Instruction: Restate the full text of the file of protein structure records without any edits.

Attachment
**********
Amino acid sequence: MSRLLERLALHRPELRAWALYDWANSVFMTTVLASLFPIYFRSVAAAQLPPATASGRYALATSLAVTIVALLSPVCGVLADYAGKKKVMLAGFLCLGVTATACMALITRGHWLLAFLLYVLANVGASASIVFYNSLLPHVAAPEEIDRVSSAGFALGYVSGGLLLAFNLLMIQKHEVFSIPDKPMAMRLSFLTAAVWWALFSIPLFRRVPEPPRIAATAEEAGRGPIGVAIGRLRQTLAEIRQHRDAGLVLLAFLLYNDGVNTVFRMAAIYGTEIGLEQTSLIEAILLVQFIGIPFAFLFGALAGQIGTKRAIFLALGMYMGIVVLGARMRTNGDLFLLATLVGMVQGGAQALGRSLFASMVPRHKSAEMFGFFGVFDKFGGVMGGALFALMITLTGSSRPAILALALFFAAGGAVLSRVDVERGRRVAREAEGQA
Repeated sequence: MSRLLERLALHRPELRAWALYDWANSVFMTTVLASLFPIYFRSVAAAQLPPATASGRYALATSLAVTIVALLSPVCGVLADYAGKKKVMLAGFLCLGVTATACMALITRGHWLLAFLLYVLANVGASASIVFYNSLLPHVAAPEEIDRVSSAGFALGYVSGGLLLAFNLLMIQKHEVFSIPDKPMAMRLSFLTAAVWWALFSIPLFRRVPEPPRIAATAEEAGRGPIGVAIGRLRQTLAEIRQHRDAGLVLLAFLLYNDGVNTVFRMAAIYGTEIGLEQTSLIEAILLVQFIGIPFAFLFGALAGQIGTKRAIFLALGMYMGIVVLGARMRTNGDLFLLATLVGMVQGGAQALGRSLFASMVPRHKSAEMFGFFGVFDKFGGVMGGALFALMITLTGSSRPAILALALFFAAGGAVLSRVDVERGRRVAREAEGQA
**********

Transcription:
Amino acid sequence: MSRLLERLALHRPELRAWALYDWANSVFMTTVLASLFPIYFRSVAAAQLPPATASGRYALATSLAVTIVALLSPVCGVLADYAGKKKVMLAGFLCLGVTATACMALITRGHWLLAFLLYVLANVGASASIVFYNSLLPHVAAPEEIDRVSSAGFALGYVSGGLLLAFNLLMIQKHEVFSIPDKPMAMRLSFLTAAVWWALFSIPLFRRVPEPPRIAATAEEAGRGPIGVAIGRLRQTLAEIRQHRDAGLVLLAFLLYNDGVNTVFRMAAIYGTEIGLEQTSLIEAILLVQFIGIPFAFLFGALAGQIGTKRAIFLALGMYMGIVVLGARMRTNGDLFLLATLVGMVQGGAQALGRSLFASMVPRHKSAEMFGFFGVFDKFGGVMGGALFALMITLTGSSRPAILALALFFAAGGAVLSRVDVERGRRVAREAEGQA
Repeated sequence: MSRLLERLALHRPELRAWALYDWANSVFMTTVLASLFPIYFRSVAAAQLPPATASGRYALATSLAVTIVALLSPVCGVLADYAGKKKVMLAGFLCLGVTATACMALITRGHWLLAFLLYVLANVGASASIVFYNSLLPHVAAPEEIDRVSSAGFALGYVSGGLLLAFNLLMIQKHEVFSIPDKPMAMRLSFLTAAVWWALFSIPLFRRVPEPPRIAATAEEAGRGPIGVAIGRLRQTLAEIRQHRDAGLVLLAFLLYNDGVNTVFRMAAIYGTEIGLEQTSLIEAILLVQFIGIPFAFLFGALAGQIGTKRAIFLALGMYMGIVVLGARMRTNGDLFLLATLVGMVQGGAQALGRSLFASMVPRHKSAEMFGFFGVFDKFGGVMGGALFALMITLTGSSRPAILALALFFAAGGAVLSRVDVERGRRVAREAEGQA